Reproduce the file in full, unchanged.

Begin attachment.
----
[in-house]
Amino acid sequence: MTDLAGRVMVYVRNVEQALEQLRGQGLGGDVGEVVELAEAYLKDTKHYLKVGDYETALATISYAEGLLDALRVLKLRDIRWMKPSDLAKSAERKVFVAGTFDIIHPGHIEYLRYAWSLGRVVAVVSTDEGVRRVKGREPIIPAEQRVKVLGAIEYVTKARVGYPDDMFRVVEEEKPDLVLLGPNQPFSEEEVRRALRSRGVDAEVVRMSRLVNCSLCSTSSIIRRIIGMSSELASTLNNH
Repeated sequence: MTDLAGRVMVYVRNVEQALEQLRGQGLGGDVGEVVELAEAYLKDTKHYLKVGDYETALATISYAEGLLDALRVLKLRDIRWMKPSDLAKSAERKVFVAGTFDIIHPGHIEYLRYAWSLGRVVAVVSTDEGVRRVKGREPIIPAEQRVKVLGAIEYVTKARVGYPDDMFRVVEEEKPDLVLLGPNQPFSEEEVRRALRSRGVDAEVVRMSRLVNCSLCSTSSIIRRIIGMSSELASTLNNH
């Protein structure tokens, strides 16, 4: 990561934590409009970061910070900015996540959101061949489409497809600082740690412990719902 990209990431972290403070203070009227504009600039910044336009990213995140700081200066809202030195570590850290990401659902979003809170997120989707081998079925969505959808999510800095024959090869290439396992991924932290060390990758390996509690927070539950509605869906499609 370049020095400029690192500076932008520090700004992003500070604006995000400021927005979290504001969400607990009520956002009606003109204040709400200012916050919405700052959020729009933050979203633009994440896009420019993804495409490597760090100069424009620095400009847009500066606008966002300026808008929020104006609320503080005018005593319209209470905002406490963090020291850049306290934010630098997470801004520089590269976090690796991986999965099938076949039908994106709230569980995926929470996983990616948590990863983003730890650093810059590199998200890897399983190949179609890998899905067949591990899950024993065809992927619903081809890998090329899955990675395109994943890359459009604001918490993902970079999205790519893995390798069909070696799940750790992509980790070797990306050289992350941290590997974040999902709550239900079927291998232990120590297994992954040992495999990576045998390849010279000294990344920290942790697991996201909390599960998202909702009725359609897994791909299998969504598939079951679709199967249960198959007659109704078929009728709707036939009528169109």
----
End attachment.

[in-house]
Amino acid sequence: MTDLAGRVMVYVRNVEQALEQLRGQGLGGDVGEVVELAEAYLKDTKHYLKVGDYETALATISYAEGLLDALRVLKLRDIRWMKPSDLAKSAERKVFVAGTFDIIHPGHIEYLRYAWSLGRVVAVVSTDEGVRRVKGREPIIPAEQRVKVLGAIEYVTKARVGYPDDMFRVVEEEKPDLVLLGPNQPFSEEEVRRALRSRGVDAEVVRMSRLVNCSLCSTSSIIRRIIGMSSELASTLNNH
Repeated sequence: MTDLAGRVMVYVRNVEQALEQLRGQGLGGDVGEVVELAEAYLKDTKHYLKVGDYETALATISYAEGLLDALRVLKLRDIRWMKPSDLAKSAERKVFVAGTFDIIHPGHIEYLRYAWSLGRVVAVVSTDEGVRRVKGREPIIPAEQRVKVLGAIEYVTKARVGYPDDMFRVVEEEKPDLVLLGPNQPFSEEEVRRALRSRGVDAEVVRMSRLVNCSLCSTSSIIRRIIGMSSELASTLNNH
């Protein structure tokens, strides 16, 4: 990561934590409009970061910070900015996540959101061949489409497809600082740690412990719902 990209990431972290403070203070009227504009600039910044336009990213995140700081200066809202030195570590850290990401659902979003809170997120989707081998079925969505959808999510800095024959090869290439396992991924932290060390990758390996509690927070539950509605869906499609 370049020095400029690192500076932008520090700004992003500070604006995000400021927005979290504001969400607990009520956002009606003109204040709400200012916050919405700052959020729009933050979203633009994440896009420019993804495409490597760090100069424009620095400009847009500066606008966002300026808008929020104006609320503080005018005593319209209470905002406490963090020291850049306290934010630098997470801004520089590269976090690796991986999965099938076949039908994106709230569980995926929470996983990616948590990863983003730890650093810059590199998200890897399983190949179609890998899905067949591990899950024993065809992927619903081809890998090329899955990675395109994943890359459009604001918490993902970079999205790519893995390798069909070696799940750790992509980790070797990306050289992350941290590997974040999902709550239900079927291998232990120590297994992954040992495999990576045998390849010279000294990344920290942790697991996201909390599960998202909702009725359609897994791909299998969504598939079951679709199967249960198959007659109704078929009728709707036939009528169109």